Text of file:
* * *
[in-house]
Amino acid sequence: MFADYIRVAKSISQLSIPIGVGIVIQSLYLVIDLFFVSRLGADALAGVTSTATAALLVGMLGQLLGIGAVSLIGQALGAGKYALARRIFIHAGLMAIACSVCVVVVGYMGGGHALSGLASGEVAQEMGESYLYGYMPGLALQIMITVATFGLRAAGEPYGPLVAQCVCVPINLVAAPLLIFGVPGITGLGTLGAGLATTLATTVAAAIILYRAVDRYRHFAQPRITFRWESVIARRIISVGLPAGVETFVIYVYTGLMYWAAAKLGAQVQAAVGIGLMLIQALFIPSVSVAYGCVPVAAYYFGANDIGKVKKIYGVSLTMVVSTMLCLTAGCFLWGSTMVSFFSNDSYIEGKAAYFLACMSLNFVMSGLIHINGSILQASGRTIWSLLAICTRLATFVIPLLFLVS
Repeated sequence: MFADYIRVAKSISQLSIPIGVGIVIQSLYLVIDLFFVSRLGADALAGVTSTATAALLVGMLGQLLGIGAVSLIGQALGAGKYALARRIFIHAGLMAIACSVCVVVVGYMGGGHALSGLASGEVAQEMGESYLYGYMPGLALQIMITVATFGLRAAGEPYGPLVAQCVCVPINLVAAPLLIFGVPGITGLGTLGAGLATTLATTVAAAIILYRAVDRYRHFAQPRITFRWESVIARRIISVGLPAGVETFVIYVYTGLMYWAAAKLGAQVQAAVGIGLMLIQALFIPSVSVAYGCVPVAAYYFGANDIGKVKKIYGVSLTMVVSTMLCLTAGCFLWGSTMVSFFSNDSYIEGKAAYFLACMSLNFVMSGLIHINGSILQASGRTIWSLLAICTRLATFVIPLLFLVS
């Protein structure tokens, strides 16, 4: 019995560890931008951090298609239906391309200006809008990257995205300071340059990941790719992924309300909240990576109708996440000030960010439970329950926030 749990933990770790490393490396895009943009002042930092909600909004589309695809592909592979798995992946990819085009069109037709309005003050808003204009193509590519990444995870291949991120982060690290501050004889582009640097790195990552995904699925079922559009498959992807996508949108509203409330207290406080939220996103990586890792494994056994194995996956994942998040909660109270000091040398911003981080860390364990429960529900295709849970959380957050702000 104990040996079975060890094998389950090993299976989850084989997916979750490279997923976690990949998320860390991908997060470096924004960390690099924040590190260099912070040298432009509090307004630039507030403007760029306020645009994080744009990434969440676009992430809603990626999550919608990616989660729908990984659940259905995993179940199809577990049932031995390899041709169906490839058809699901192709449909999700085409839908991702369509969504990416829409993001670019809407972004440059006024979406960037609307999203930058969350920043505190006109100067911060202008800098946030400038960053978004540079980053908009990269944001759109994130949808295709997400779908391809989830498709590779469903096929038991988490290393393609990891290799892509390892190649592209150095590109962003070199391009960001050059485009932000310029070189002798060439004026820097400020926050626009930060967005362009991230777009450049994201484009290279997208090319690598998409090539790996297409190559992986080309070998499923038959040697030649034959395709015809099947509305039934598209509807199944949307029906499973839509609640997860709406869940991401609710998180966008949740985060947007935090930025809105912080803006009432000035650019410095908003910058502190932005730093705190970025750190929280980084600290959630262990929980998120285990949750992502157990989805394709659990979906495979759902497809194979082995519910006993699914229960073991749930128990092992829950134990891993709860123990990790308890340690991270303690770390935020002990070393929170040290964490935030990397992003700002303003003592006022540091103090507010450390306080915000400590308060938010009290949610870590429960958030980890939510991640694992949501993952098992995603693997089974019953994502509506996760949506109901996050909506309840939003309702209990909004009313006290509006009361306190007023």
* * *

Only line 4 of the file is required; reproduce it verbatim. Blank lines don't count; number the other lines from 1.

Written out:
């Protein structure tokens, strides 16, 4: 019995560890931008951090298609239906391309200006809008990257995205300071340059990941790719992924309300909240990576109708996440000030960010439970329950926030 749990933990770790490393490396895009943009002042930092909600909004589309695809592909592979798995992946990819085009069109037709309005003050808003204009193509590519990444995870291949991120982060690290501050004889582009640097790195990552995904699925079922559009498959992807996508949108509203409330207290406080939220996103990586890792494994056994194995996956994942998040909660109270000091040398911003981080860390364990429960529900295709849970959380957050702000 104990040996079975060890094998389950090993299976989850084989997916979750490279997923976690990949998320860390991908997060470096924004960390690099924040590190260099912070040298432009509090307004630039507030403007760029306020645009994080744009990434969440676009992430809603990626999550919608990616989660729908990984659940259905995993179940199809577990049932031995390899041709169906490839058809699901192709449909999700085409839908991702369509969504990416829409993001670019809407972004440059006024979406960037609307999203930058969350920043505190006109100067911060202008800098946030400038960053978004540079980053908009990269944001759109994130949808295709997400779908391809989830498709590779469903096929038991988490290393393609990891290799892509390892190649592209150095590109962003070199391009960001050059485009932000310029070189002798060439004026820097400020926050626009930060967005362009991230777009450049994201484009290279997208090319690598998409090539790996297409190559992986080309070998499923038959040697030649034959395709015809099947509305039934598209509807199944949307029906499973839509609640997860709406869940991401609710998180966008949740985060947007935090930025809105912080803006009432000035650019410095908003910058502190932005730093705190970025750190929280980084600290959630262990929980998120285990949750992502157990989805394709659990979906495979759902497809194979082995519910006993699914229960073991749930128990092992829950134990891993709860123990990790308890340690991270303690770390935020002990070393929170040290964490935030990397992003700002303003003592006022540091103090507010450390306080915000400590308060938010009290949610870590429960958030980890939510991640694992949501993952098992995603693997089974019953994502509506996760949506109901996050909506309840939003309702209990909004009313006290509006009361306190007023």